Abstract Viral defective interfering particles (DIPs) were intensely studied several decades ago but research waned leaving open many critical questions. New technologies and other advances led to a resurgence in DIP studies for negative-strand RNA viruses. While DIPs have long been recognized, their exact contribution to the outcome of acute or persistent viral infections has remained elusive. Recent studies have identified defective viral genomes (DVGs) in human infections, including respiratory syncytial virus and influenza, and growing evidence indicates that DVGs influence disease severity and may contribute ...
Source: Trends in Microbiology - June 18, 2020 Category: Microbiology Authors: Ziegler CM, Botten JW Tags: Trends Microbiol Source Type: research

Local and Universal Action: The Paradoxes of Indole Signalling in Bacteria.
Abstract Indole is a signalling molecule produced by many bacterial species and involved in intraspecies, interspecies, and interkingdom signalling. Despite the increasing volume of research published in this area, many aspects of indole signalling remain enigmatic. There is disagreement over the mechanism of indole import and export and no clearly defined target through which its effects are exerted. Progress is hindered further by the confused and sometimes contradictory body of indole research literature. We explore the reasons behind this lack of consistency and speculate whether the discovery of a new, pulse ...
Source: Trends in Microbiology - June 18, 2020 Category: Microbiology Authors: Zarkan A, Liu J, Matuszewska M, Gaimster H, Summers DK Tags: Trends Microbiol Source Type: research

Evolution of Lantibiotic Salivaricins: New Weapons to Fight Infectious Diseases.
Abstract Lantibiotic salivaricins are polycyclic peptides containing lanthionine and/or β-methyllanthionine residues produced by certain strains of Streptococcus salivarius, which almost exclusively reside in the human oral cavity. The importance of these molecules stems from their antimicrobial activity towards relevant oral pathogens which has so far been applied through the development of salivaricin-producing probiotic strains. However, salivaricins may also prove to be of great value in the development of new and novel antibacterial therapies in this era of emerging antibiotic resistance. In this review,...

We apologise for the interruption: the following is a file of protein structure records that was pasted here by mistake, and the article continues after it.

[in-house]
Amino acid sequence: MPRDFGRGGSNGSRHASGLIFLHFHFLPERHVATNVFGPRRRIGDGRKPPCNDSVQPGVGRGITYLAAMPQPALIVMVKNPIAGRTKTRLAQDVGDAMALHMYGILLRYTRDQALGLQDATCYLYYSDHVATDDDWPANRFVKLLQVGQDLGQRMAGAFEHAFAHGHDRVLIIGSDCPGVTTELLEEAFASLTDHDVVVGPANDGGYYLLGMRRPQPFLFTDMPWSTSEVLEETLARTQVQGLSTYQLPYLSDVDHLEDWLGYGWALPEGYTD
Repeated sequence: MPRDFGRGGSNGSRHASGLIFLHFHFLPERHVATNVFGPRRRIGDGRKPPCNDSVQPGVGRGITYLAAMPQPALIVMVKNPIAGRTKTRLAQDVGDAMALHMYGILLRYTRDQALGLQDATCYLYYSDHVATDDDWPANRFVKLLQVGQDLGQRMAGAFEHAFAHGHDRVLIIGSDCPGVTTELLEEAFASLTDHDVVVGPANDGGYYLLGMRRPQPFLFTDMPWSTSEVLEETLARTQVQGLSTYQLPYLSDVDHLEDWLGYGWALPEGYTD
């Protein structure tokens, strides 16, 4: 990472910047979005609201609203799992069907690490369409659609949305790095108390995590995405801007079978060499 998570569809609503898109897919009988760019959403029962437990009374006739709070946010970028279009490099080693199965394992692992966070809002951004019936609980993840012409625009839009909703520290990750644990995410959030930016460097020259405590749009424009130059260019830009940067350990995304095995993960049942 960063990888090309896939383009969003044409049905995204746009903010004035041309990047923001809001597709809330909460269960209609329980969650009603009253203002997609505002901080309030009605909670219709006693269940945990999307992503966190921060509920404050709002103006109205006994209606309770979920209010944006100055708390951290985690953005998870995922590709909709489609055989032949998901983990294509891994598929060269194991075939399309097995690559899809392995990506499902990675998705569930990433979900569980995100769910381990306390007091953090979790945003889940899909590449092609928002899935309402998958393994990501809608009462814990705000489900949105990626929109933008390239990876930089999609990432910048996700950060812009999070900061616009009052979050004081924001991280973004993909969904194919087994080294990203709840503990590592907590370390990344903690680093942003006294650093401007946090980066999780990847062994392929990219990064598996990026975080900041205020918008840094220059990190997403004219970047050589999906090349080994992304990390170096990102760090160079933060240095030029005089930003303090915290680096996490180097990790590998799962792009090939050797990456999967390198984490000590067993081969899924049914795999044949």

Source: Trends in Microbiology - June 18, 2020 Category: Microbiology Authors: Barbour A, Wescombe P, Smith L Tags: Trends Microbiol Source Type: research

Aspergillus fumigatus.
PMID: 32544445 [PubMed - in process] (Source: Trends in Microbiology)
Source: Trends in Microbiology - June 18, 2020 Category: Microbiology Authors: Wassano NS, Goldman GH, Damasio A Tags: Trends Microbiol Source Type: research

Cross-Regulations between Bacterial Toxin-Antitoxin Systems: Evidence of an Interconnected Regulatory Network?
Abstract Toxin-antitoxin (TA) systems are ubiquitous among bacteria and include stable toxins whose toxicity can be counteracted by RNA or protein antitoxins. They are involved in multiple functions that range from stability maintenance for mobile genetic elements to stress adaptation. Bacterial chromosomes frequently have multiple homologues of TA system loci, and it is unclear why there are so many of them. In this review we focus on cross-regulations between TA systems, which occur between both homologous and nonhomologous systems, from similar or distinct types, whether encoded from plasmids or chromosomes. In...
Source: Trends in Microbiology - June 12, 2020 Category: Microbiology Authors: Riffaud C, Pinel-Marie ML, Felden B Tags: Trends Microbiol Source Type: research

Wall Teichoic Acid in Staphylococcus aureus Host Interaction.
Abstract Staphylococcus aureus is a major opportunistic human pathogen that frequently causes disease in community and hospital settings. Nasal colonization is an important risk factor for developing invasive disease. Cell wall-associated glycopolymers called wall teichoic acids (WTAs) contribute to efficient nasal colonization by S. aureus. In addition, WTAs are key targets of the host immune system due to their accessibility and high abundance on the S. aureus cell surface. In this review we discuss the new insights into interactions between the host and S. aureus WTA and the implications of these interactions f...